World Mental Health Day: it really is good to talk

There is much cause for optimism in the UAE's pursuit of psychological wellbeing, but we all have more work to do

LONDON, ENGLAND - OCTOBER 08: In this handout image provided by Bauer Media, Bryony Gordon, Rachel Riley, Natasha Devon MBE, Luciana Berger MP & campaigners pose outside of the Houses of Parliament before delivering the 'Where's Your Head At?' Mental Health Petition to Downing Street on October 8, 2018 in London, England. (Photo by Handout/Tom Nicholson for Bauer Media via Getty Images )
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Tomorrow is World Mental Health Day, and this year the focus is on young people and our changing world. These themes are, of course, particularly relevant to a nation such as the UAE, with its youthful population and rapid pace of social and economic development.

On the matter of change, one of the most impressive projects the UAE has ever undertaken has been the swift establishment of a world-class healthcare infrastructure, including mental health services. Back in the 1980s, individuals requiring mental health care here would have had to travel overseas. Plans to rectify this situation were put in place by the nation’s Founding Father, Sheikh Zayed, and the UAE’s first psychiatric hospital opened in 1995. Since then, provision has improved steadily.

Globally speaking, the need for mental health services has never been greater. Mental health disorders are the leading cause of disability around the world, with an estimated 30 per cent of the world’s population experiencing a mood, anxiety or substance-related disorder at some point in their life.

The term “cause of disability” is a coldly functional one from the world of health economics. It refers specifically to productivity and a person’s ability to work. Still, the underlying message is loud and clear: failure to invest in mental health is costly in every way.

The situation for the UAE is similar to that of the global picture. According to the Global Burden of Disease Study 2010  – a collaboration funded by the Bill & Melinda Gates Foundation and led by the World Health Organisation among others – three of the country's leading causes of disability are related to mental health. The number-one spot goes to depressive disorders, with substance-related and anxiety disorders ranked at numbers five and seven respectively.

The UAE has responded to this emerging problem in a decisive and proactive way. Earlier this year, Dubai launched its mental health plan in a document titled Happy Lives, Healthy Communities. This publication contains the first comprehensive mental health strategy for Dubai and leads the way for an increasingly systematic and joined-up approach across the UAE.

Last weekend, at the sixth International Psychology Conference Dubai, Dr Nadia Dabbagh – a consultant child and adolescent psychiatrist at Rashid Hospital and one of the strategy’s architects – presented an overview of the plan to an audience of the region’s mental health professionals. I was particularly impressed by the emphasis placed on self-care and the promotion of wellbeing.

There is a definite movement towards preventative therapies and away from old reactive models, in which professionals seemingly waited for a person to reach crisis point which then referred them to specialist hospitals. The Dubai strategy also talks about introducing a mental health act, a crucial piece of legislation that will further clarify and safeguard the rights of people living with mental health disorders.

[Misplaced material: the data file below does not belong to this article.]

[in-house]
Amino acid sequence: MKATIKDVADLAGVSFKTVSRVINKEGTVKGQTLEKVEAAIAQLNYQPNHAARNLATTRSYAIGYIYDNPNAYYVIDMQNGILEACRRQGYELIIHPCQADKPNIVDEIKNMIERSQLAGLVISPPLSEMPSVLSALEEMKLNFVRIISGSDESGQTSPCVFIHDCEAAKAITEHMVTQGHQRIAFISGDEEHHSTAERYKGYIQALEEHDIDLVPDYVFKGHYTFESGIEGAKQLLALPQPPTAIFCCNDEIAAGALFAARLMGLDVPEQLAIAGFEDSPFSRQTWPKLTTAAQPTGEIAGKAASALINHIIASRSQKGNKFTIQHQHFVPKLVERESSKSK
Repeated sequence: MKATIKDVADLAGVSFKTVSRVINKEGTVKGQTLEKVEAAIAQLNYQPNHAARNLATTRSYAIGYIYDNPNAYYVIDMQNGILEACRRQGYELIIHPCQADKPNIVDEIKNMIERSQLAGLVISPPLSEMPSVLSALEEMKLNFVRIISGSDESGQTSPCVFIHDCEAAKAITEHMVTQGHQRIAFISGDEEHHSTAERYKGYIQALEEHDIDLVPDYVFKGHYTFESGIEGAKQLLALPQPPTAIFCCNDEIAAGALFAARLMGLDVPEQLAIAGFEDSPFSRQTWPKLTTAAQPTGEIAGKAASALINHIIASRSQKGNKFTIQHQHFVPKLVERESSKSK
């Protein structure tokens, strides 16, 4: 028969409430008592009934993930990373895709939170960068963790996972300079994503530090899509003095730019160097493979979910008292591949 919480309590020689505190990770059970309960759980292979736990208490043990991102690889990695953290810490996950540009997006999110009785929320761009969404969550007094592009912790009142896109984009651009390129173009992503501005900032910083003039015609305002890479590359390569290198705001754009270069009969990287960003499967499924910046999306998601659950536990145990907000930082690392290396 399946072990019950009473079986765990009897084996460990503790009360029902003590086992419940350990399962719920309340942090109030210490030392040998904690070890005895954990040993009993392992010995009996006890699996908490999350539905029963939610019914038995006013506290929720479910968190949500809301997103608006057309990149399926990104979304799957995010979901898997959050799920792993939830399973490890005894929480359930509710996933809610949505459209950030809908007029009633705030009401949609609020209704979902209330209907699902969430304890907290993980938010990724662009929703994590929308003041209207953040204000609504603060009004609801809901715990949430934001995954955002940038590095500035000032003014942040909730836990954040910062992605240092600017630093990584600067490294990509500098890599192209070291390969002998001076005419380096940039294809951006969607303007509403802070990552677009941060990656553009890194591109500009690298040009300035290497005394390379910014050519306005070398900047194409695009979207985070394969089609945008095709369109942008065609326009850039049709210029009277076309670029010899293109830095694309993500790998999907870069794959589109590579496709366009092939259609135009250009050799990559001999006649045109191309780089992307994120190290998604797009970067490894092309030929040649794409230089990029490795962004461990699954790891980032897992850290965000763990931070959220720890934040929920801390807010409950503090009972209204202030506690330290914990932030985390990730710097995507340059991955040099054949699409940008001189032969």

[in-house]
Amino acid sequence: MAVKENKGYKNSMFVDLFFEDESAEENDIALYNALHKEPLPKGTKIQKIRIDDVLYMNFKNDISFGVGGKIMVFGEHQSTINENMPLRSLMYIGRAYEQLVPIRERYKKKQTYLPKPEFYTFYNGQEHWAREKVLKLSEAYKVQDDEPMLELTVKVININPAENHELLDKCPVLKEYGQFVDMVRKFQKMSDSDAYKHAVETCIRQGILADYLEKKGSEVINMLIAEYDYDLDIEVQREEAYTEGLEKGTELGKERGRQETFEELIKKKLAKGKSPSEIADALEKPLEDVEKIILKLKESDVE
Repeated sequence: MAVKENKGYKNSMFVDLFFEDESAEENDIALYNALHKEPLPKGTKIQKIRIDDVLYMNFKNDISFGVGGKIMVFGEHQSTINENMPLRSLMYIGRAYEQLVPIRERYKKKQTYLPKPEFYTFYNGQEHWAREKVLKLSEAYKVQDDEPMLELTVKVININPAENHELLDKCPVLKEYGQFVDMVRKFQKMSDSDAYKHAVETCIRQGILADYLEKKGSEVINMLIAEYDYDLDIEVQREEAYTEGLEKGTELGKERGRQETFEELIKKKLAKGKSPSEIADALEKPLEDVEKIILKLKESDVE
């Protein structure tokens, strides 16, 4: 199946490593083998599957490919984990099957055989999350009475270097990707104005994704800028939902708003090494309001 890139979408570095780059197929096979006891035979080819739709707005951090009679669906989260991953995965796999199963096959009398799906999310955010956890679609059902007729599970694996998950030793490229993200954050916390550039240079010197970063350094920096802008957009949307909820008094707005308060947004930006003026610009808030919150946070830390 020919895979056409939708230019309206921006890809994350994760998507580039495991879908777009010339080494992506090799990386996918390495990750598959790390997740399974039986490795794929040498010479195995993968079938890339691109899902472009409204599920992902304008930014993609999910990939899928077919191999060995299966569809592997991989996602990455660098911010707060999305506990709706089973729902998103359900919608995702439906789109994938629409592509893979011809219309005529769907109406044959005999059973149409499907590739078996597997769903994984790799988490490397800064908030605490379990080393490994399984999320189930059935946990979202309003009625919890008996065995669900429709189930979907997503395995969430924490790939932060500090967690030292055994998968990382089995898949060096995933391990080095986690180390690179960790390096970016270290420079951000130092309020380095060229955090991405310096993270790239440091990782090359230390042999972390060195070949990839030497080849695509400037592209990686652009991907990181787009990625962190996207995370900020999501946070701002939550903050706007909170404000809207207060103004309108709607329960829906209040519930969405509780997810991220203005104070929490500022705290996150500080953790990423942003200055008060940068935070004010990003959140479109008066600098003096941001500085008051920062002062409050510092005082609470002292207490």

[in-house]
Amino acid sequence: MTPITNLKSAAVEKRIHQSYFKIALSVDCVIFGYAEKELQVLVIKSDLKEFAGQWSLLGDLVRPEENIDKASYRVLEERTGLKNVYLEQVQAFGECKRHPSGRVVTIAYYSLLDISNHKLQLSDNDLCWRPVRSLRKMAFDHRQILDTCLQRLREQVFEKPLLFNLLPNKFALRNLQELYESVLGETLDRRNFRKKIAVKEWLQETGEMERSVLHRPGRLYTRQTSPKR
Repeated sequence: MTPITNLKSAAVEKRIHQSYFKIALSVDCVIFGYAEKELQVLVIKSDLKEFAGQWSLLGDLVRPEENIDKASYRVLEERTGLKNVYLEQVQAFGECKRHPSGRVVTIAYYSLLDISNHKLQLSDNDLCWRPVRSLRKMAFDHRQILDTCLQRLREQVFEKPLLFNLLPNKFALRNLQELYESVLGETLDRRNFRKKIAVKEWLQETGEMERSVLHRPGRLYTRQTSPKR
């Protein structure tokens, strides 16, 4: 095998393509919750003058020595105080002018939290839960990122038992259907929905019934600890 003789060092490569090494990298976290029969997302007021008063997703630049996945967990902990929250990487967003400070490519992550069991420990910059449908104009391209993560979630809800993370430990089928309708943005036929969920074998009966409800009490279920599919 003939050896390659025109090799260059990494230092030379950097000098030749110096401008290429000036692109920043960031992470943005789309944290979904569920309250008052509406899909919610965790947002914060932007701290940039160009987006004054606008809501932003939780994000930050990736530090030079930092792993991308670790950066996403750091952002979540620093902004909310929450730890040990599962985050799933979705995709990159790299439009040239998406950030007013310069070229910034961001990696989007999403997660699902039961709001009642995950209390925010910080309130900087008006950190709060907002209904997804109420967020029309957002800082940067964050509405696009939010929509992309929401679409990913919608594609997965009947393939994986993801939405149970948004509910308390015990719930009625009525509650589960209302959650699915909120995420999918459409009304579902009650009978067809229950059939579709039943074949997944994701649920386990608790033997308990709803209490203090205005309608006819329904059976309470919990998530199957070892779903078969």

Genuine progress has been made, but important challenges still lie ahead for the UAE. One faced by many nations is a shortage of individuals capable of delivering psychological therapies. This approach – which relies on talking, not medication – has proven highly effective in the treatment of conditions such as anxiety and depression.

The reduction of stigma surrounding mental health issues in the UAE is an extremely positive development. An increasingly open environment will encourage many more people to seek help. However, it can be huge setback for those who do come forward to find that there is a long waiting list for psychological therapies or, worse still, that the only treatment options available are based solely on the taking of pills.

A further consideration in the advancement of mental wellbeing promotion in the UAE is to ensure that the treatments or preventative interventions offered are sensitive to the needs of the country’s population. A broken leg is a broken leg in any language, but a broken heart can take on very different nuances across cultures. As a vibrantly multicultural nation, the UAE will need to recruit psychiatrists, psychologists and psychotherapists from all over the world. However, it is vital that a significant number of them are home grown and able to deliver evidence-based psychological therapies specifically tailored to this region.

The Dubai mental health strategy captures something of this aspiration with its aim to “promote mental wellbeing … within an integrated, comprehensive, culturally appropriate system”. World Mental Health Day is all about hope. In the decade that I have lived in the UAE, I have witnessed massive improvements in mental health care. Now, I am even more optimistic for the future.

Dr Justin Thomas is professor of psychology at Zayed University